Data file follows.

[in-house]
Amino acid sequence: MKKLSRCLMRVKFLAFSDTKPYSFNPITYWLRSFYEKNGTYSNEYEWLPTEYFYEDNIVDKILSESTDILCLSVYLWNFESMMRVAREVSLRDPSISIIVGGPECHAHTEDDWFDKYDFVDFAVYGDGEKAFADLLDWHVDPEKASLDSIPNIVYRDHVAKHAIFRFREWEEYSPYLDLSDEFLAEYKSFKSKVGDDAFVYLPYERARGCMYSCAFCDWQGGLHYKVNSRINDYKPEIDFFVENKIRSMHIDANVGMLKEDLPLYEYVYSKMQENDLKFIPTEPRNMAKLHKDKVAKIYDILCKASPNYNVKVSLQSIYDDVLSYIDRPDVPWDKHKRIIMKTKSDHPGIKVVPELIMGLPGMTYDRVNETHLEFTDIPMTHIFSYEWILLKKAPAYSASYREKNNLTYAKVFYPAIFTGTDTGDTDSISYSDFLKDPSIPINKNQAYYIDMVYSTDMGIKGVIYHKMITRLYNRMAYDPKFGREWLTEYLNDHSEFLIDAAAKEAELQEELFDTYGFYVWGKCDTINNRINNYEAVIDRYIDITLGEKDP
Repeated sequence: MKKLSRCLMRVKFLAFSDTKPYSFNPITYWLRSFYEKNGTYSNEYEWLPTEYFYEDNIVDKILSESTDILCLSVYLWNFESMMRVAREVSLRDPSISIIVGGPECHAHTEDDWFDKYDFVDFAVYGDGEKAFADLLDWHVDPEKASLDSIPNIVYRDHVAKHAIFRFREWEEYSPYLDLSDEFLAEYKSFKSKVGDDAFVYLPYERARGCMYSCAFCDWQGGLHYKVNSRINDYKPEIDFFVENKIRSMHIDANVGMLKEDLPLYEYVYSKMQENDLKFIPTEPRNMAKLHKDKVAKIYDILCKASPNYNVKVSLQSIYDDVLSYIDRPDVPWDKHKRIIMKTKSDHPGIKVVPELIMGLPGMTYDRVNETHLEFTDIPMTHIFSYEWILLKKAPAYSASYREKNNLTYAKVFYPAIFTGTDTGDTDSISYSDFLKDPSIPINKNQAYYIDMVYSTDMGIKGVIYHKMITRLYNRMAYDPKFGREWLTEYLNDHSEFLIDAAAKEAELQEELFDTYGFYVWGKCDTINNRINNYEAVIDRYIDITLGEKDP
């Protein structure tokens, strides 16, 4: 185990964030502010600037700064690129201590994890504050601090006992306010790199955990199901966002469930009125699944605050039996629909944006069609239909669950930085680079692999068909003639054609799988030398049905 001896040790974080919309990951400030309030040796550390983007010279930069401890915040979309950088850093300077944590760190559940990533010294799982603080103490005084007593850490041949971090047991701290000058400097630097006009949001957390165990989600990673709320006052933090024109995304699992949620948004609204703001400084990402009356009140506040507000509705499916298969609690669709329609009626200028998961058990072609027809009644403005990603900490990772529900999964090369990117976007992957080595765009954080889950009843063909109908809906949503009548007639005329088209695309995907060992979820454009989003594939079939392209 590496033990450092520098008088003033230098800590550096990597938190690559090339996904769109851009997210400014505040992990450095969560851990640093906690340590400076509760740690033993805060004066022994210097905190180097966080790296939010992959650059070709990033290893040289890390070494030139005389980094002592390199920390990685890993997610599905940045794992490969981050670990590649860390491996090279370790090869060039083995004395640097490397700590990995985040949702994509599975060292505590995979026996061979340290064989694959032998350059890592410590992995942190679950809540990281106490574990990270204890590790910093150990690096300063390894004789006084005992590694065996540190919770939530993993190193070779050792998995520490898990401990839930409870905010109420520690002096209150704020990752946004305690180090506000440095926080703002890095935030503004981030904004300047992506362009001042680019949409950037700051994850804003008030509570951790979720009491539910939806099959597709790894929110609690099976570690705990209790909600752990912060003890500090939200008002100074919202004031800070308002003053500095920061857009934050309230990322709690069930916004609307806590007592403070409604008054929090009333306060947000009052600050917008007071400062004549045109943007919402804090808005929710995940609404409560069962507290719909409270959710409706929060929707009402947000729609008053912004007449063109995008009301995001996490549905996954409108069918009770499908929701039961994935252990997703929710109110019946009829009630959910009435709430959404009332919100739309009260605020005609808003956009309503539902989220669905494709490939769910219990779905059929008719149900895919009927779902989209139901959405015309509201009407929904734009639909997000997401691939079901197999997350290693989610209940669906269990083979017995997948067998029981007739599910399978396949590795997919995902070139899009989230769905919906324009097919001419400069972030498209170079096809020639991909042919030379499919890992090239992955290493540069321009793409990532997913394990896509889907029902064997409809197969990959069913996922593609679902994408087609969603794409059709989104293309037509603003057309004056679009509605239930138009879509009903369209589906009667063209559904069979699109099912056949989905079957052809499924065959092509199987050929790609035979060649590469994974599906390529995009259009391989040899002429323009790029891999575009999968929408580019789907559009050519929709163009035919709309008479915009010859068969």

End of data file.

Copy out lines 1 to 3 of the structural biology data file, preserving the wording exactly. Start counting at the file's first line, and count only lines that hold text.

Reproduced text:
[in-house]
Amino acid sequence: MKKLSRCLMRVKFLAFSDTKPYSFNPITYWLRSFYEKNGTYSNEYEWLPTEYFYEDNIVDKILSESTDILCLSVYLWNFESMMRVAREVSLRDPSISIIVGGPECHAHTEDDWFDKYDFVDFAVYGDGEKAFADLLDWHVDPEKASLDSIPNIVYRDHVAKHAIFRFREWEEYSPYLDLSDEFLAEYKSFKSKVGDDAFVYLPYERARGCMYSCAFCDWQGGLHYKVNSRINDYKPEIDFFVENKIRSMHIDANVGMLKEDLPLYEYVYSKMQENDLKFIPTEPRNMAKLHKDKVAKIYDILCKASPNYNVKVSLQSIYDDVLSYIDRPDVPWDKHKRIIMKTKSDHPGIKVVPELIMGLPGMTYDRVNETHLEFTDIPMTHIFSYEWILLKKAPAYSASYREKNNLTYAKVFYPAIFTGTDTGDTDSISYSDFLKDPSIPINKNQAYYIDMVYSTDMGIKGVIYHKMITRLYNRMAYDPKFGREWLTEYLNDHSEFLIDAAAKEAELQEELFDTYGFYVWGKCDTINNRINNYEAVIDRYIDITLGEKDP
Repeated sequence: MKKLSRCLMRVKFLAFSDTKPYSFNPITYWLRSFYEKNGTYSNEYEWLPTEYFYEDNIVDKILSESTDILCLSVYLWNFESMMRVAREVSLRDPSISIIVGGPECHAHTEDDWFDKYDFVDFAVYGDGEKAFADLLDWHVDPEKASLDSIPNIVYRDHVAKHAIFRFREWEEYSPYLDLSDEFLAEYKSFKSKVGDDAFVYLPYERARGCMYSCAFCDWQGGLHYKVNSRINDYKPEIDFFVENKIRSMHIDANVGMLKEDLPLYEYVYSKMQENDLKFIPTEPRNMAKLHKDKVAKIYDILCKASPNYNVKVSLQSIYDDVLSYIDRPDVPWDKHKRIIMKTKSDHPGIKVVPELIMGLPGMTYDRVNETHLEFTDIPMTHIFSYEWILLKKAPAYSASYREKNNLTYAKVFYPAIFTGTDTGDTDSISYSDFLKDPSIPINKNQAYYIDMVYSTDMGIKGVIYHKMITRLYNRMAYDPKFGREWLTEYLNDHSEFLIDAAAKEAELQEELFDTYGFYVWGKCDTINNRINNYEAVIDRYIDITLGEKDP